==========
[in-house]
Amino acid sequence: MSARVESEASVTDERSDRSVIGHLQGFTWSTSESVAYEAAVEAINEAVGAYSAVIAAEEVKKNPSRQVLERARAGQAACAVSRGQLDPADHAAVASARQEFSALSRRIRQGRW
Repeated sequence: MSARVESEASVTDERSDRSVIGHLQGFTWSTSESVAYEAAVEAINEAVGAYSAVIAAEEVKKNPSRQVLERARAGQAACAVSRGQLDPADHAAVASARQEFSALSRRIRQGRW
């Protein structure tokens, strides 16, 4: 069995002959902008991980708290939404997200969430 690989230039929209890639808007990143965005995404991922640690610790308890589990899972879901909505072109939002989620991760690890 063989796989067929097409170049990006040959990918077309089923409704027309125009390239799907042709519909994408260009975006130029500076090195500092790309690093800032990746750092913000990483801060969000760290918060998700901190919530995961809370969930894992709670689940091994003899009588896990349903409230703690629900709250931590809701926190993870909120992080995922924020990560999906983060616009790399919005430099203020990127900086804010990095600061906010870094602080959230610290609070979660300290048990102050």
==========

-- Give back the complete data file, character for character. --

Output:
[in-house]
Amino acid sequence: MSARVESEASVTDERSDRSVIGHLQGFTWSTSESVAYEAAVEAINEAVGAYSAVIAAEEVKKNPSRQVLERARAGQAACAVSRGQLDPADHAAVASARQEFSALSRRIRQGRW
Repeated sequence: MSARVESEASVTDERSDRSVIGHLQGFTWSTSESVAYEAAVEAINEAVGAYSAVIAAEEVKKNPSRQVLERARAGQAACAVSRGQLDPADHAAVASARQEFSALSRRIRQGRW
């Protein structure tokens, strides 16, 4: 069995002959902008991980708290939404997200969430 690989230039929209890639808007990143965005995404991922640690610790308890589990899972879901909505072109939002989620991760690890 063989796989067929097409170049990006040959990918077309089923409704027309125009390239799907042709519909994408260009975006130029500076090195500092790309690093800032990746750092913000990483801060969000760290918060998700901190919530995961809370969930894992709670689940091994003899009588896990349903409230703690629900709250931590809701926190993870909120992080995922924020990560999906983060616009790399919005430099203020990127900086804010990095600061906010870094602080959230610290609070979660300290048990102050």